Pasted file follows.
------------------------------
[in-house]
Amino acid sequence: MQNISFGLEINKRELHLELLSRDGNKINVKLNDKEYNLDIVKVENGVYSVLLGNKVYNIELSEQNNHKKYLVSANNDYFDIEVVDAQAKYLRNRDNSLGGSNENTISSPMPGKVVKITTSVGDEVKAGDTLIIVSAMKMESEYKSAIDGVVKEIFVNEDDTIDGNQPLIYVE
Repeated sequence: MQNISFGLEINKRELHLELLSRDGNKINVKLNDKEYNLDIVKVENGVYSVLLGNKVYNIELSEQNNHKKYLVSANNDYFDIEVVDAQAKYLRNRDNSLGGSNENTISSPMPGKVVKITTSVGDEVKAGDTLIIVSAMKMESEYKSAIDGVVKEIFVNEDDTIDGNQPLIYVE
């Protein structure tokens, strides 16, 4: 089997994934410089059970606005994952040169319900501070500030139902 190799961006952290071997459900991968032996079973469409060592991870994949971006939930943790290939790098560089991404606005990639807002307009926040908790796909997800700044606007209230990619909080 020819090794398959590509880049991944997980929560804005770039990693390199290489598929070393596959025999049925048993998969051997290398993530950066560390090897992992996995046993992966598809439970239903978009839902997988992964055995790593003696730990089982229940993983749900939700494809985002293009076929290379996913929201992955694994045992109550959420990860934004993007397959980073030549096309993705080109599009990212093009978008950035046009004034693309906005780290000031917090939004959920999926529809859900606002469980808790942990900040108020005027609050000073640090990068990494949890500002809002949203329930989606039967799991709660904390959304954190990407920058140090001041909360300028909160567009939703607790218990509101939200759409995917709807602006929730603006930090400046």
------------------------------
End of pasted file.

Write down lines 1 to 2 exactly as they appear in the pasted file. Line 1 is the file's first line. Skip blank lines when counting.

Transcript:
[in-house]
Amino acid sequence: MQNISFGLEINKRELHLELLSRDGNKINVKLNDKEYNLDIVKVENGVYSVLLGNKVYNIELSEQNNHKKYLVSANNDYFDIEVVDAQAKYLRNRDNSLGGSNENTISSPMPGKVVKITTSVGDEVKAGDTLIIVSAMKMESEYKSAIDGVVKEIFVNEDDTIDGNQPLIYVE